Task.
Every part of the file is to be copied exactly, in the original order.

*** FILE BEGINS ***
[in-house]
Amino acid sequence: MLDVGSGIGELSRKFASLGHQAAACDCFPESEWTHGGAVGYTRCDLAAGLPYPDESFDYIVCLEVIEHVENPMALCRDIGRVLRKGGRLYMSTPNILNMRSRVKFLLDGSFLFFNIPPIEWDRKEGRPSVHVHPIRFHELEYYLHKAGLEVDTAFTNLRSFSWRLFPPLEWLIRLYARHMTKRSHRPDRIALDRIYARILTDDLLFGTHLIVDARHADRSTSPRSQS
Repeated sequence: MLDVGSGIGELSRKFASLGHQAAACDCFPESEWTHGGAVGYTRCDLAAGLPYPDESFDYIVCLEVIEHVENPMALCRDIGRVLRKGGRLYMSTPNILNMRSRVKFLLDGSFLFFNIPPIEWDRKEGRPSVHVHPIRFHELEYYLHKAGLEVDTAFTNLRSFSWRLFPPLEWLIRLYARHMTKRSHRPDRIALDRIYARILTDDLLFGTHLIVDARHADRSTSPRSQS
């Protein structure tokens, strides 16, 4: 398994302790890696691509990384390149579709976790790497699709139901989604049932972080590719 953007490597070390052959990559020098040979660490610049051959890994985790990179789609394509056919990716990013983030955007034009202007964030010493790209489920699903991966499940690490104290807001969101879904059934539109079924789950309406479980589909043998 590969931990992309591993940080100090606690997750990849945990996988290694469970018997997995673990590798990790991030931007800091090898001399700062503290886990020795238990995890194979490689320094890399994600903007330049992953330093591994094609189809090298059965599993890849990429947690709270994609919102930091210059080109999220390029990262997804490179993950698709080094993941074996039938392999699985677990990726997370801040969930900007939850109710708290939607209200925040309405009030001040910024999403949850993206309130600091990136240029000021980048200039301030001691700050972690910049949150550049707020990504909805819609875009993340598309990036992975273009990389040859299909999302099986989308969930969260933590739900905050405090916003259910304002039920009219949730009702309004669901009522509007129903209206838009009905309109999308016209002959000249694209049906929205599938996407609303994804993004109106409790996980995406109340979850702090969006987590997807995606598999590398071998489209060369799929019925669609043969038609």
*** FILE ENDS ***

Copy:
[in-house]
Amino acid sequence: MLDVGSGIGELSRKFASLGHQAAACDCFPESEWTHGGAVGYTRCDLAAGLPYPDESFDYIVCLEVIEHVENPMALCRDIGRVLRKGGRLYMSTPNILNMRSRVKFLLDGSFLFFNIPPIEWDRKEGRPSVHVHPIRFHELEYYLHKAGLEVDTAFTNLRSFSWRLFPPLEWLIRLYARHMTKRSHRPDRIALDRIYARILTDDLLFGTHLIVDARHADRSTSPRSQS
Repeated sequence: MLDVGSGIGELSRKFASLGHQAAACDCFPESEWTHGGAVGYTRCDLAAGLPYPDESFDYIVCLEVIEHVENPMALCRDIGRVLRKGGRLYMSTPNILNMRSRVKFLLDGSFLFFNIPPIEWDRKEGRPSVHVHPIRFHELEYYLHKAGLEVDTAFTNLRSFSWRLFPPLEWLIRLYARHMTKRSHRPDRIALDRIYARILTDDLLFGTHLIVDARHADRSTSPRSQS
């Protein structure tokens, strides 16, 4: 398994302790890696691509990384390149579709976790790497699709139901989604049932972080590719 953007490597070390052959990559020098040979660490610049051959890994985790990179789609394509056919990716990013983030955007034009202007964030010493790209489920699903991966499940690490104290807001969101879904059934539109079924789950309406479980589909043998 590969931990992309591993940080100090606690997750990849945990996988290694469970018997997995673990590798990790991030931007800091090898001399700062503290886990020795238990995890194979490689320094890399994600903007330049992953330093591994094609189809090298059965599993890849990429947690709270994609919102930091210059080109999220390029990262997804490179993950698709080094993941074996039938392999699985677990990726997370801040969930900007939850109710708290939607209200925040309405009030001040910024999403949850993206309130600091990136240029000021980048200039301030001691700050972690910049949150550049707020990504909805819609875009993340598309990036992975273009990389040859299909999302099986989308969930969260933590739900905050405090916003259910304002039920009219949730009702309004669901009522509007129903209206838009009905309109999308016209002959000249694209049906929205599938996407609303994804993004109106409790996980995406109340979850702090969006987590997807995606598999590398071998489209060369799929019925669609043969038609």